• Let them sleep. Letting yourself and your children get a “head-start” on overcoming jet lag sounds great in theory, however, it is not great. No matter what you do, you will have to fight the jet lag battle when you arrive on the other side of the world. No exceptions. So, instead of making your children stay awake for thirteen hours of being buckled to a seat, just let them rest and fight that “stay-awake” battle once you’re on the other side. Two of my girls slept for ten hours of our first flight. Abby slept for eight hours with a short break in the middle. That left only a few hours of awake time in which they played with their toys and ate a meal. It was quiet and we arrived in Chicago rested. (Another reason to get that evening flight… you’re flying during everyone’s bedtime!)
  • Smile and stay calm. There are people who love you on the other end. Pouting and getting worked up only makes things worse.
  • Sleep some more. Once you reach your destination, let everyone get to bed and sleep for as long as they will. That first night will be a long one and your kids will be tired from the flight. They will probably sleep deep and long so, let them. The next day, keep everyone active and awake until the second night and that’s when jet lag shows it’s true colors. When my girls wake up in the night, I go to them, make sure they know I’m there and keep the lights off and keep everyone still. They might not sleep, but if their bodies are at least resting, it will help. Don’t let them get up and play. Don’t turn the lights on. Just stay with them. A few nights of brutality and a few days of staying busy and only allowing for half-hour naps will be well worth it. Don’t drag it out for weeks and weeks, just hit it hard on night two and within a week, you should be basically swapped over.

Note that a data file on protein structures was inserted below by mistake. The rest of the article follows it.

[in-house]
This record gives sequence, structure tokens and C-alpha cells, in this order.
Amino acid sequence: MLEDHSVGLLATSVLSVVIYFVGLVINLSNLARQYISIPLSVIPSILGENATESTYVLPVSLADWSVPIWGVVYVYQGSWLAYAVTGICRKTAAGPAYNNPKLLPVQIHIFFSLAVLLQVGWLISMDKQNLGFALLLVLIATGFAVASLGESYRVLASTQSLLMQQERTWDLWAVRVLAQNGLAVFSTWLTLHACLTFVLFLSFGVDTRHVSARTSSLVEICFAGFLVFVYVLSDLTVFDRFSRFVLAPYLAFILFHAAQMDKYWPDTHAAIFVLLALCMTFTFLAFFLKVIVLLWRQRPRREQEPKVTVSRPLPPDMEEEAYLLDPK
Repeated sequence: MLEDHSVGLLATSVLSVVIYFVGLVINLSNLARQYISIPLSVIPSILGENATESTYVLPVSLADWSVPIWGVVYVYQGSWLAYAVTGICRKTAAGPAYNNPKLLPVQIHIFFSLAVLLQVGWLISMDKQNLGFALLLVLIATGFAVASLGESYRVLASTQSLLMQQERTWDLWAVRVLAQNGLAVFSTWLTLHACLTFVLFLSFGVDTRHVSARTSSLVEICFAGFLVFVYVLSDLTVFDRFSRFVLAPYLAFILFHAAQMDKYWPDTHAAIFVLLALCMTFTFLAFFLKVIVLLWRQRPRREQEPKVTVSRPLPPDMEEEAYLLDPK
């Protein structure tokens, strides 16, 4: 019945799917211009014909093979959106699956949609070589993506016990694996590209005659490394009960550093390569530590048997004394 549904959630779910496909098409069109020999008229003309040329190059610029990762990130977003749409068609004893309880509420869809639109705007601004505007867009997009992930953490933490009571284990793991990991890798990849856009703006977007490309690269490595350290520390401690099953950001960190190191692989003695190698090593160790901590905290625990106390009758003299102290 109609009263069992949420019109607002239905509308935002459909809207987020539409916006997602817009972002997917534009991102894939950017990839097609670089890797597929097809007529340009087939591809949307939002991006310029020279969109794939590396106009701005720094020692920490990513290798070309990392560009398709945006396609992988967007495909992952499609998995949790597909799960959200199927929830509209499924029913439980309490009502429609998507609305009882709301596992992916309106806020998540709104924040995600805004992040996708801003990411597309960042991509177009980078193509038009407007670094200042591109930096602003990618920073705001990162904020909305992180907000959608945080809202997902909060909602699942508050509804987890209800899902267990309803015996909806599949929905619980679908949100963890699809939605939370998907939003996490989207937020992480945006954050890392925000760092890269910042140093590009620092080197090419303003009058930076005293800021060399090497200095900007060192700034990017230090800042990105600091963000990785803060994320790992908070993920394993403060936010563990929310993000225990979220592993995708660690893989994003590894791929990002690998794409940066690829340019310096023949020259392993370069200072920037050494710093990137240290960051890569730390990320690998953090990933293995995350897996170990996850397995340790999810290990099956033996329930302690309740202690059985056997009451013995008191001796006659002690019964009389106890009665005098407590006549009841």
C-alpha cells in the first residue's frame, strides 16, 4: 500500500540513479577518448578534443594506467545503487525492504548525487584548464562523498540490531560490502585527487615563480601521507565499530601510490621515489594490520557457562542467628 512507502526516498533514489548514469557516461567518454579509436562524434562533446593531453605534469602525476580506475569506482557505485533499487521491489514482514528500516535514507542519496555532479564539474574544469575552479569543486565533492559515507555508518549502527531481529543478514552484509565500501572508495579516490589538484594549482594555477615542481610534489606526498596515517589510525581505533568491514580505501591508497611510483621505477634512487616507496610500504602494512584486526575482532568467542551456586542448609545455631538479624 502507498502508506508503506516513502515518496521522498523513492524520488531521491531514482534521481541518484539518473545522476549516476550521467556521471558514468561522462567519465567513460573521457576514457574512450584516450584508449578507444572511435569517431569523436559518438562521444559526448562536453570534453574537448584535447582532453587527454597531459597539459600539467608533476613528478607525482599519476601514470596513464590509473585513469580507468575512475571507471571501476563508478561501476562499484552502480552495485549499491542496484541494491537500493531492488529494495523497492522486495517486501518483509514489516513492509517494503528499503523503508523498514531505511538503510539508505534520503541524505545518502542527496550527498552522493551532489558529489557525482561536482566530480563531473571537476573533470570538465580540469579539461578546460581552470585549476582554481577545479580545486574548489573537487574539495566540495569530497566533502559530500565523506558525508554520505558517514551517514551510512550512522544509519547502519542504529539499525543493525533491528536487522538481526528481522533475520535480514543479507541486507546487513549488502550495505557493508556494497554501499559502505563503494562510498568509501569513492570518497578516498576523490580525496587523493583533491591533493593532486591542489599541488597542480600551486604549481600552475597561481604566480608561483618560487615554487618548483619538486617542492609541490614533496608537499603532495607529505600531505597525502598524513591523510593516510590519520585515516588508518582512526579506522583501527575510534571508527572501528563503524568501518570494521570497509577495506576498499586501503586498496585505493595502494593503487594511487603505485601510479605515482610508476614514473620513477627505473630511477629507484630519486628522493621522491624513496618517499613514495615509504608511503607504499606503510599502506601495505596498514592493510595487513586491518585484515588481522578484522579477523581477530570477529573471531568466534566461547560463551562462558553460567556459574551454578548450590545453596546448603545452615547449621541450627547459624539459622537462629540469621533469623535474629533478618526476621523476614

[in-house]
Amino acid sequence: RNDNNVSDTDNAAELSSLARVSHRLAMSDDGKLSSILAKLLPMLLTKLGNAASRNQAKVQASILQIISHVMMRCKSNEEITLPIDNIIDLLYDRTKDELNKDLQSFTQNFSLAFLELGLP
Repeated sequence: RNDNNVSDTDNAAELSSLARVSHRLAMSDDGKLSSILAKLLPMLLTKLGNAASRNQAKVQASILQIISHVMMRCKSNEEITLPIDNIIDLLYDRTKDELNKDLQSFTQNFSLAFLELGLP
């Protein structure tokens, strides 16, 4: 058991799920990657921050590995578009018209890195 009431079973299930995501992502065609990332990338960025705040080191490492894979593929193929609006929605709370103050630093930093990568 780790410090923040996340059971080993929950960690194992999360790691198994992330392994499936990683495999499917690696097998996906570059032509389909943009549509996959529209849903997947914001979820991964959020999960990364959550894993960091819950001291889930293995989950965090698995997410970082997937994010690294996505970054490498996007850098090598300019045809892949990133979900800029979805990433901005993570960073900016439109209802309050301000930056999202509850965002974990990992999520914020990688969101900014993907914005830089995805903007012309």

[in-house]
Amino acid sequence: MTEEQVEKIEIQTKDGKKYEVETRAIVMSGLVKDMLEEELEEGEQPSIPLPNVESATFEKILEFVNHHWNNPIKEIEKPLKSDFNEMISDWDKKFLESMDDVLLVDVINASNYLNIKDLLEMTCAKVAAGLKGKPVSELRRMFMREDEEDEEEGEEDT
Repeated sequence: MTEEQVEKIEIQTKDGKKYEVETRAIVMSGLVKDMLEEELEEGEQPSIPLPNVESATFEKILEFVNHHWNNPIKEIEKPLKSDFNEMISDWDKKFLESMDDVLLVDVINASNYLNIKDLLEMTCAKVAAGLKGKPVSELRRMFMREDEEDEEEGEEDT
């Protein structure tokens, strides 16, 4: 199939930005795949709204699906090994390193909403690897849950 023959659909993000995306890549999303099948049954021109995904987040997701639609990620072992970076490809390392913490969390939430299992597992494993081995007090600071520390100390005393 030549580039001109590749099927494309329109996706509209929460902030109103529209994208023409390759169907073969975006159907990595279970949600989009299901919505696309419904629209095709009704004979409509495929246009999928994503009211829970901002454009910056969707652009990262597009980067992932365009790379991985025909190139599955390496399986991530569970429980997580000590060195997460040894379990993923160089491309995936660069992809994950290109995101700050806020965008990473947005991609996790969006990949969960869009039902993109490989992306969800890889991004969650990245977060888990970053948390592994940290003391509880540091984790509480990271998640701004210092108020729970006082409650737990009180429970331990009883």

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Lois got invited to try out the pilot’s seat. Big day.

Now, the evening is almost over and the girls have drifted off. Naomi (who is growing way too fast and can now crawl!) is down for the count and I’ve checked something off of my to-do list! All good things. Now, after talking about sleep so much, I’m tired and I think I’ll sleep.

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Fierce Flyer

Airports. They have a way of making a person feel anxious. Neal and I were up at five to catch a nine o’clock flight and I just did not want to start this day. My stomach started turning the second I rolled out of bed. I made some coffee to put in our matching travel mugs but I’m afraid it didn’t help the stomach situation. Getting to the airport made things worse. It seemed that every muscle in my body got a message from my brain to be stressed out! I got the jitters and I’m afraid it showed! Not only that but the coffee was taking it’s toll on me. I need to get a grip. We flew through check-in and security in ten minutes and then found our gate and just sat down. All that worrying and stressing was completely not worth it. I love to fly but I hate the hassle and anxiety it brings! Even packing is like solving a jigsaw puzzle. Put this liquid in this bag and make sure your carry-on is the right size. Don’t even consider bringing a water bottle and if your nail clippers are too sharp be sure to put them in a checked bag! Ayayay. This is too much for me. Yesterday I came to the conclusion that I’m in the wrong lifestyle to despise packing and flying. So, dearest Delta Air, bring it on! I love you and props to having comfy gate seating:).